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Can/Could vs Be Able To

There is a huge interest in the difference between can or could and be able as can or could and be able to are two different usages made in the English languages and they both carry different senses with them. Can or could and to be able to are all verbs. Can is the present tense of could and could is the past tense of can. To be able to is a different verb. However, one can see that the use of can or could in the English language is much more common than the use of the verb be able to.

What does Can or Could mean?

Can is used to indicate the idea of possibility as in the sentence given below.

I can do the work.

This only gives the idea that ‘it is possible for me to do the work’. The same is true even in the case of could.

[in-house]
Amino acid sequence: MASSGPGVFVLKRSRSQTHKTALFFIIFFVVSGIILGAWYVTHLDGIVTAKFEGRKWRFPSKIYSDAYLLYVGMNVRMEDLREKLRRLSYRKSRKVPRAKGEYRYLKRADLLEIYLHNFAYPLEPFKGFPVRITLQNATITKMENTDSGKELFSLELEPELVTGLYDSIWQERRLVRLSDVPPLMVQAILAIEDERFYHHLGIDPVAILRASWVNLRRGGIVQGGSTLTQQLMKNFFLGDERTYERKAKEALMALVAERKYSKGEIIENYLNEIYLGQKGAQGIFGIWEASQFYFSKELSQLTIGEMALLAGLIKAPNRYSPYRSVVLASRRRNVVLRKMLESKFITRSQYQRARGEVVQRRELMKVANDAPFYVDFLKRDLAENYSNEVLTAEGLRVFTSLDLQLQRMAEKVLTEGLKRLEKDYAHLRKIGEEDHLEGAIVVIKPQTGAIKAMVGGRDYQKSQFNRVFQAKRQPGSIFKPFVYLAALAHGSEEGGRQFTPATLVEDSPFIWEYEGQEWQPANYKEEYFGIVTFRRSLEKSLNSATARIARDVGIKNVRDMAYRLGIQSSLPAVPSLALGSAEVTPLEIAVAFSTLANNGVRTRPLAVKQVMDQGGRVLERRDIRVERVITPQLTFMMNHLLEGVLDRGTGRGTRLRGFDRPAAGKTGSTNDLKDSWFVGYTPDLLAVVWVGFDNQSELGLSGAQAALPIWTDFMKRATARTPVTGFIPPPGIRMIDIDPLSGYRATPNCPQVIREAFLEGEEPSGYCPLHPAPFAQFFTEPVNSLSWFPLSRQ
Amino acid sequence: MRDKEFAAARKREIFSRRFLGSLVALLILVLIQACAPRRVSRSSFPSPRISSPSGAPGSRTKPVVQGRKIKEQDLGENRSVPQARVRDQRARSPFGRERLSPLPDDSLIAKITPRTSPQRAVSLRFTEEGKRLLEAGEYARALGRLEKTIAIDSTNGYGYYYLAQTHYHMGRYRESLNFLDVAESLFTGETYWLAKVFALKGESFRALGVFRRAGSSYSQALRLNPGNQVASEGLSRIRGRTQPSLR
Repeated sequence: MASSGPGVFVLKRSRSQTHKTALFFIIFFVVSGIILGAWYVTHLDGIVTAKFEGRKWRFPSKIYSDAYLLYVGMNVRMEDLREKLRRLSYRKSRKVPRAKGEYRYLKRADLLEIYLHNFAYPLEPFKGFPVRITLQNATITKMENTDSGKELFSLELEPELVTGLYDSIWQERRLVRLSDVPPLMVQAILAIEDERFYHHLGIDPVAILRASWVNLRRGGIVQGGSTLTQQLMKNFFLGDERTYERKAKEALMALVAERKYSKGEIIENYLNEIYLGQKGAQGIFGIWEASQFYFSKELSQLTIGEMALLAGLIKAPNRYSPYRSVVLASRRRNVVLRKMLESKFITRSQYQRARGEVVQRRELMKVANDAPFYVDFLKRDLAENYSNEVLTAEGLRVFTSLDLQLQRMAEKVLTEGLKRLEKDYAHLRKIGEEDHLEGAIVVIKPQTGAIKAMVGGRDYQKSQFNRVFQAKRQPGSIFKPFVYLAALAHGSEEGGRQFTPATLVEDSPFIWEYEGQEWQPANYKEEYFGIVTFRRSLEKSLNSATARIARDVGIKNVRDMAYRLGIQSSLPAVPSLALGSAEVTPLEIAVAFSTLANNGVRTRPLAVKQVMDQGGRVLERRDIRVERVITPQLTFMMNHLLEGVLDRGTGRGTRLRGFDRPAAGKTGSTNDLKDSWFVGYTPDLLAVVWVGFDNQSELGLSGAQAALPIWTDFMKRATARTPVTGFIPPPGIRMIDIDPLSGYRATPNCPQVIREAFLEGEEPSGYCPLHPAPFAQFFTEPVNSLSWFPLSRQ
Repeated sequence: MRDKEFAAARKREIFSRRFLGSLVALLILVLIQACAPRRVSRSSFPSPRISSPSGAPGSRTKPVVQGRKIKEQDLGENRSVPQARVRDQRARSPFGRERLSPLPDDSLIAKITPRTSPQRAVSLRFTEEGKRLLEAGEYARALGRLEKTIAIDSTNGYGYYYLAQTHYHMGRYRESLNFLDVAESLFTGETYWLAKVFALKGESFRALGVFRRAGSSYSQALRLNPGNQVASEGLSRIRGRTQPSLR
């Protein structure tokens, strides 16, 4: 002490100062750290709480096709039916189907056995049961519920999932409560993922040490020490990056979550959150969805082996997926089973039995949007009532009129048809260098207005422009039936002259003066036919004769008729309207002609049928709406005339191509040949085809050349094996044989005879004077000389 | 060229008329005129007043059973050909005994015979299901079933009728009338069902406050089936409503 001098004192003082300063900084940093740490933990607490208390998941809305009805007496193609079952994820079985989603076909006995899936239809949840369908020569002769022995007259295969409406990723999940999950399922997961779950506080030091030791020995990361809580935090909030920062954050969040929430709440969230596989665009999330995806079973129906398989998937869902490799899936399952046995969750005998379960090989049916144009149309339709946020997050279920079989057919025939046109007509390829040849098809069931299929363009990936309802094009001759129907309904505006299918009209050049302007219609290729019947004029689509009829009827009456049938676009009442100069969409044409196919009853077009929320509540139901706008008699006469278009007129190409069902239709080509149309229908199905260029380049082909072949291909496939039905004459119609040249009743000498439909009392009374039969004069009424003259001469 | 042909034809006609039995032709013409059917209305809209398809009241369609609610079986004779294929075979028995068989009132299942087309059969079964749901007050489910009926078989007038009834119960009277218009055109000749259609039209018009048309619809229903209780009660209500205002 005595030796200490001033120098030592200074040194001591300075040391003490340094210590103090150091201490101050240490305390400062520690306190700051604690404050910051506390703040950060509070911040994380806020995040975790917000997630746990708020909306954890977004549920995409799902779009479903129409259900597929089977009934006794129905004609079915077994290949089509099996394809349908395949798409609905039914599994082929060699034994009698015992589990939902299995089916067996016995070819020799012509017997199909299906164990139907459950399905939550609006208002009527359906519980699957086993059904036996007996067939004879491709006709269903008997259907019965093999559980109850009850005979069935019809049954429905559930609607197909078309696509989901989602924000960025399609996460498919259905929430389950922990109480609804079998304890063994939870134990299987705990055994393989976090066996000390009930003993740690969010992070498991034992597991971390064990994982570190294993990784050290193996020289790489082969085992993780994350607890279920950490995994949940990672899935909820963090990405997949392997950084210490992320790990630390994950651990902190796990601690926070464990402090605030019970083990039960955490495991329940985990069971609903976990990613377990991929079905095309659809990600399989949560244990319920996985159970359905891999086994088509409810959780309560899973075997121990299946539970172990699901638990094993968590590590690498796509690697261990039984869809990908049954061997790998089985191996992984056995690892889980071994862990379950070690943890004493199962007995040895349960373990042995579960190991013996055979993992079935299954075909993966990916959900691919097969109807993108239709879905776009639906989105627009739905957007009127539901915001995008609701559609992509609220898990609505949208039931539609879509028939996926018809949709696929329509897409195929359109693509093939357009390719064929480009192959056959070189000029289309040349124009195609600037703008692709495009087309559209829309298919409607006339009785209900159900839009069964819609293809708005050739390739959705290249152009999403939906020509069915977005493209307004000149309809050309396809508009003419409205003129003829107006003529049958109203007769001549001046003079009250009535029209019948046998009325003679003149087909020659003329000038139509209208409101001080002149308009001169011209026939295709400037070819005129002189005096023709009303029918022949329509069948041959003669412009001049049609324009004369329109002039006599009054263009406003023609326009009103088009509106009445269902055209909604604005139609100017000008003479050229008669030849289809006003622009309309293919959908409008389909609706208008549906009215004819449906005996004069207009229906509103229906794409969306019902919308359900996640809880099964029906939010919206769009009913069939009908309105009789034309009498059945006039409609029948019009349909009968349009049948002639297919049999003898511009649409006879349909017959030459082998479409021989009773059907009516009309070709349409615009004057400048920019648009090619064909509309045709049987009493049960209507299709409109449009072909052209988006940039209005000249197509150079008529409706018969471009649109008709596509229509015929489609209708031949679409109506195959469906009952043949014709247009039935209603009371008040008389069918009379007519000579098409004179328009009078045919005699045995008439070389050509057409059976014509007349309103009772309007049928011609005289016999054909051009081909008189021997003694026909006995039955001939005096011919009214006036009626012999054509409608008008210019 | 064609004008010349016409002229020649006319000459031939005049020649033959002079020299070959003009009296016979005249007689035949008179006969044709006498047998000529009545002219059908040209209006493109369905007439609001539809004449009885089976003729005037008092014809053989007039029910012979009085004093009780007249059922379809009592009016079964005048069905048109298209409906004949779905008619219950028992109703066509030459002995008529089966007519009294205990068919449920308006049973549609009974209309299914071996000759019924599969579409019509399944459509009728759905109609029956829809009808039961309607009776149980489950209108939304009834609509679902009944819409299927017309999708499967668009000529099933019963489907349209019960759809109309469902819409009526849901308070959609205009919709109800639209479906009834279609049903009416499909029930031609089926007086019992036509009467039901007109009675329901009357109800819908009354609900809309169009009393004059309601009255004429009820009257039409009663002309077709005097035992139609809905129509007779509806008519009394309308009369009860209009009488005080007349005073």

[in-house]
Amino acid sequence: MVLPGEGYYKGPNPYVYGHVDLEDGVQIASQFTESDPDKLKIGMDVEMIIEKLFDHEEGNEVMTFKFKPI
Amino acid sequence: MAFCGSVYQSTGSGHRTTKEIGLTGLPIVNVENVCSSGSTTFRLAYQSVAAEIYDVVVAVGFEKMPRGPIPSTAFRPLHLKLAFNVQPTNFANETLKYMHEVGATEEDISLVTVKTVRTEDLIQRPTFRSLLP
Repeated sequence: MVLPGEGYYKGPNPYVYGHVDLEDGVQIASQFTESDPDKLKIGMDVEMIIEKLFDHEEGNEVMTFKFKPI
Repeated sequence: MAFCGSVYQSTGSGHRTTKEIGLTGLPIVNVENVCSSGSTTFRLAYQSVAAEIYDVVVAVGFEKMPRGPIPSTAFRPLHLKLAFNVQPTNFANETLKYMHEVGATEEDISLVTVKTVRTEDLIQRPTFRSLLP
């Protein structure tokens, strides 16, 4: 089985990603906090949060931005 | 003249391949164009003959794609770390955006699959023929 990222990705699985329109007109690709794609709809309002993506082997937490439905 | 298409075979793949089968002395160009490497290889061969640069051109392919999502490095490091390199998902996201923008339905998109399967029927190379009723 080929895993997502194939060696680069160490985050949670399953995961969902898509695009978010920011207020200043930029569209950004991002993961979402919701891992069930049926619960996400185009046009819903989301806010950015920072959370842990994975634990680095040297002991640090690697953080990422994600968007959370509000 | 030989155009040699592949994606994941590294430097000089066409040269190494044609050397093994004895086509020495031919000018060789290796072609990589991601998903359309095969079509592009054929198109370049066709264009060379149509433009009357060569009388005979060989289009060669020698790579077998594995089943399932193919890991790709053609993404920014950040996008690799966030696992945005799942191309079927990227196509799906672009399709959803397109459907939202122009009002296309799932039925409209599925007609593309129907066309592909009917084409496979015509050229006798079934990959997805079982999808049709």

On the other hand, could is generally used as a past tense form of can as in the sentence mentioned below.

I could go.

This sentence means ‘it was possible for me to go’....

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Can LocalBTC traders be held liable for illegal activity? | Localbitcoins


over the past month I have sold a substantial amount of bitcoins both online and locally - If someone who buys the coins from me ends up using the coins to facilitate illegal actions, like buying/selling drugs, can I be held liable?




You need to set a sales policy stating that if you are aware that your bitcoins are being used for illegal activity, you will no longer sell coins to that particular buyer/seller. I tell all of my locals the same thing and nothing more needs to be said.